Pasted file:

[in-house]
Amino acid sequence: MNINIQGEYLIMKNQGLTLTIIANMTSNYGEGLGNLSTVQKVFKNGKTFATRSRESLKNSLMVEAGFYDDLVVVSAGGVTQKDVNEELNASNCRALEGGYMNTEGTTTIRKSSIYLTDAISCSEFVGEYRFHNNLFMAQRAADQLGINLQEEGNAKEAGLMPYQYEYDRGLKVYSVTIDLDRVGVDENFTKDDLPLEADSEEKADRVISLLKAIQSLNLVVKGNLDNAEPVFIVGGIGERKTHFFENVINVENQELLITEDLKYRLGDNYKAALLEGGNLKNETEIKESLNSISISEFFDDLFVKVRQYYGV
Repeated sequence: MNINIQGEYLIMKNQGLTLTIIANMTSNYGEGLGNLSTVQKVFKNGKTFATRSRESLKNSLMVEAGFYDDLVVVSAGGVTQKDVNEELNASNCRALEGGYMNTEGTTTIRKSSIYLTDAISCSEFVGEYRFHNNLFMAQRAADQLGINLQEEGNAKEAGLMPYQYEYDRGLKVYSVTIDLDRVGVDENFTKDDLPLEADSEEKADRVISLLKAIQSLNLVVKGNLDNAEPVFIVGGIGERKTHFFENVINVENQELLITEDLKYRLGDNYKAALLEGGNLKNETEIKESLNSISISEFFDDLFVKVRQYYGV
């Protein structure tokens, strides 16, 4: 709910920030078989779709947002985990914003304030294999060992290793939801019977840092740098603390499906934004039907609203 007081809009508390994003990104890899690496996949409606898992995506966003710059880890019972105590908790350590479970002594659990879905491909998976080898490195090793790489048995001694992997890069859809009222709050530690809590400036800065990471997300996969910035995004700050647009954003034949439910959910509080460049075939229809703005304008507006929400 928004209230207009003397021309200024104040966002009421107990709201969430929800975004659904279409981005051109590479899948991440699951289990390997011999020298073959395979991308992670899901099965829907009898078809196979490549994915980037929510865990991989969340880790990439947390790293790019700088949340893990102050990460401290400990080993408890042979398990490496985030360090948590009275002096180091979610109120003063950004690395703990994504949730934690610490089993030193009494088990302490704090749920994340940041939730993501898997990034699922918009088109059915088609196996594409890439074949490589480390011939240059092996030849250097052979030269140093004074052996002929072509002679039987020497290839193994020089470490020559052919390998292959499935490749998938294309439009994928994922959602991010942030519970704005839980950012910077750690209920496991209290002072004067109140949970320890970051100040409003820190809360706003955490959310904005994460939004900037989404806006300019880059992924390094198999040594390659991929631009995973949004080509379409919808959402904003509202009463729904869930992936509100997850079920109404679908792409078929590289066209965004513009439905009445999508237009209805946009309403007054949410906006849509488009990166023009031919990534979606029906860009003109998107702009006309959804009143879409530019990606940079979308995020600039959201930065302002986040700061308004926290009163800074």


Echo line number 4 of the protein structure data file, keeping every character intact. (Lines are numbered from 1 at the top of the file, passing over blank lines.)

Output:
């Protein structure tokens, strides 16, 4: 709910920030078989779709947002985990914003304030294999060992290793939801019977840092740098603390499906934004039907609203 007081809009508390994003990104890899690496996949409606898992995506966003710059880890019972105590908790350590479970002594659990879905491909998976080898490195090793790489048995001694992997890069859809009222709050530690809590400036800065990471997300996969910035995004700050647009954003034949439910959910509080460049075939229809703005304008507006929400 928004209230207009003397021309200024104040966002009421107990709201969430929800975004659904279409981005051109590479899948991440699951289990390997011999020298073959395979991308992670899901099965829907009898078809196979490549994915980037929510865990991989969340880790990439947390790293790019700088949340893990102050990460401290400990080993408890042979398990490496985030360090948590009275002096180091979610109120003063950004690395703990994504949730934690610490089993030193009494088990302490704090749920994340940041939730993501898997990034699922918009088109059915088609196996594409890439074949490589480390011939240059092996030849250097052979030269140093004074052996002929072509002679039987020497290839193994020089470490020559052919390998292959499935490749998938294309439009994928994922959602991010942030519970704005839980950012910077750690209920496991209290002072004067109140949970320890970051100040409003820190809360706003955490959310904005994460939004900037989404806006300019880059992924390094198999040594390659991929631009995973949004080509379409919808959402904003509202009463729904869930992936509100997850079920109404679908792409078929590289066209965004513009439905009445999508237009209805946009309403007054949410906006849509488009990166023009031919990534979606029906860009003109998107702009006309959804009143879409530019990606940079979308995020600039959201930065302002986040700061308004926290009163800074």